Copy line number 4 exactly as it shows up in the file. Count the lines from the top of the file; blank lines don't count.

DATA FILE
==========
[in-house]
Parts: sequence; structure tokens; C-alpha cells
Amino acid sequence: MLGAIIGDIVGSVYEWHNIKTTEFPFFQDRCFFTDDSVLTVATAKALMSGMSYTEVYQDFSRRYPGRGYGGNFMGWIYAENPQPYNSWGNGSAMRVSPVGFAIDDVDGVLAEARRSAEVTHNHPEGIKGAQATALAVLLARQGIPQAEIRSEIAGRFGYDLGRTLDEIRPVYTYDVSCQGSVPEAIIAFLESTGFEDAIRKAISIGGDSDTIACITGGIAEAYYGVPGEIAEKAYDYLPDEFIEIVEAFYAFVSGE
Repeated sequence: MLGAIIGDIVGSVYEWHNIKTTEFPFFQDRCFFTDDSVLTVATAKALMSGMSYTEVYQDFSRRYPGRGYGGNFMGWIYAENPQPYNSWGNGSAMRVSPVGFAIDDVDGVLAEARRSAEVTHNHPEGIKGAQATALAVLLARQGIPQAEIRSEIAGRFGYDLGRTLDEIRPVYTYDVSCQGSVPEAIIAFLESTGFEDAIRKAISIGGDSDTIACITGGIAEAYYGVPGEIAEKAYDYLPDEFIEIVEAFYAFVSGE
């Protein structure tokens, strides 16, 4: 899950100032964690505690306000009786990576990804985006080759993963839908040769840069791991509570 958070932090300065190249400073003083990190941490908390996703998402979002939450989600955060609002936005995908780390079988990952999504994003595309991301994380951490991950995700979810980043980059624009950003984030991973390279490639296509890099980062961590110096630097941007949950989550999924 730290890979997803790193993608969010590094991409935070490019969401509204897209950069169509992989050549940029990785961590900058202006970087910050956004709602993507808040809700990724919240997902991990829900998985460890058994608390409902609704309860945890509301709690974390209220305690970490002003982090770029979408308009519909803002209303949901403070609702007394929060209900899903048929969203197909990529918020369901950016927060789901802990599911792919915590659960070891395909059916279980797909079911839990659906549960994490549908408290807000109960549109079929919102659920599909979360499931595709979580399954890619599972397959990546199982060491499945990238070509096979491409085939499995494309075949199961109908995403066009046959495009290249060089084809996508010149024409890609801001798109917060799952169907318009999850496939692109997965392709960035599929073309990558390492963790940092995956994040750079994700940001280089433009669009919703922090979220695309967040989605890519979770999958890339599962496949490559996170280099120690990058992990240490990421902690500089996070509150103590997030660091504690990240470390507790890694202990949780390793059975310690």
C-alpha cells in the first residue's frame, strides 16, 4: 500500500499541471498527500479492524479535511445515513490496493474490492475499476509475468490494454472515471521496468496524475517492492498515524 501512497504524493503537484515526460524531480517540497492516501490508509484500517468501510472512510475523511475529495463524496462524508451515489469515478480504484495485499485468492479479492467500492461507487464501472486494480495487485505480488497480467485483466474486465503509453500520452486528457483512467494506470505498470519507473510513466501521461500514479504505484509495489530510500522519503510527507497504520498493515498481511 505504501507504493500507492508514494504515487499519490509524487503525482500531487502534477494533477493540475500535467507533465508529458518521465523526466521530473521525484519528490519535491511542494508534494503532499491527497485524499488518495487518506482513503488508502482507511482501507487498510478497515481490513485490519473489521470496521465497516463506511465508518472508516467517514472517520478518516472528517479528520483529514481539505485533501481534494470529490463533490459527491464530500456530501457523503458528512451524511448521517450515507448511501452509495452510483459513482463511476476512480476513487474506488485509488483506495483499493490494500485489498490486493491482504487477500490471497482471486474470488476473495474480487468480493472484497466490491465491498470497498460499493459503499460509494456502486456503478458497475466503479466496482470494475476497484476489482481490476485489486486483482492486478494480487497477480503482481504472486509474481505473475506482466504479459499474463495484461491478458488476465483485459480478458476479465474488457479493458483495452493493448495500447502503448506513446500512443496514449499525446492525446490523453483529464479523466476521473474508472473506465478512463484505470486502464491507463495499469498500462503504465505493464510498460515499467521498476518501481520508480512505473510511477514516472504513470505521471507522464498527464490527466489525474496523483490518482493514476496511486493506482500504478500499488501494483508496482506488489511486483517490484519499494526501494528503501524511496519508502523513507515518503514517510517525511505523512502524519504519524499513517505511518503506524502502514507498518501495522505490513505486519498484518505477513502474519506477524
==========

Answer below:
Repeated sequence: MLGAIIGDIVGSVYEWHNIKTTEFPFFQDRCFFTDDSVLTVATAKALMSGMSYTEVYQDFSRRYPGRGYGGNFMGWIYAENPQPYNSWGNGSAMRVSPVGFAIDDVDGVLAEARRSAEVTHNHPEGIKGAQATALAVLLARQGIPQAEIRSEIAGRFGYDLGRTLDEIRPVYTYDVSCQGSVPEAIIAFLESTGFEDAIRKAISIGGDSDTIACITGGIAEAYYGVPGEIAEKAYDYLPDEFIEIVEAFYAFVSGE